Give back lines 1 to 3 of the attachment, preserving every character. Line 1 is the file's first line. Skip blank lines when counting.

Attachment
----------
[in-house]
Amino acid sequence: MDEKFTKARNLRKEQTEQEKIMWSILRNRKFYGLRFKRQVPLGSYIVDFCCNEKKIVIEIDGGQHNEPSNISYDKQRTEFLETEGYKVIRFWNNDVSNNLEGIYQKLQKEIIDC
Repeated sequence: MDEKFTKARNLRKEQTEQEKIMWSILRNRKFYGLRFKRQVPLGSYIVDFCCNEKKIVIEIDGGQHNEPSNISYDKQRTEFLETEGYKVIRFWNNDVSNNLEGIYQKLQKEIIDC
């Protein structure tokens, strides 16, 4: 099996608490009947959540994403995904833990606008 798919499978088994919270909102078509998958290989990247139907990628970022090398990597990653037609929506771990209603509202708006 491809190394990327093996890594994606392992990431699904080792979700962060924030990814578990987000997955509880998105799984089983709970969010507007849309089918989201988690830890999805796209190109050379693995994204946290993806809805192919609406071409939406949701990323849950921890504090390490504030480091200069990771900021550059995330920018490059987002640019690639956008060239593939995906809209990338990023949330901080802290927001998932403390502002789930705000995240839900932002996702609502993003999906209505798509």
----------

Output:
[in-house]
Amino acid sequence: MDEKFTKARNLRKEQTEQEKIMWSILRNRKFYGLRFKRQVPLGSYIVDFCCNEKKIVIEIDGGQHNEPSNISYDKQRTEFLETEGYKVIRFWNNDVSNNLEGIYQKLQKEIIDC
Repeated sequence: MDEKFTKARNLRKEQTEQEKIMWSILRNRKFYGLRFKRQVPLGSYIVDFCCNEKKIVIEIDGGQHNEPSNISYDKQRTEFLETEGYKVIRFWNNDVSNNLEGIYQKLQKEIIDC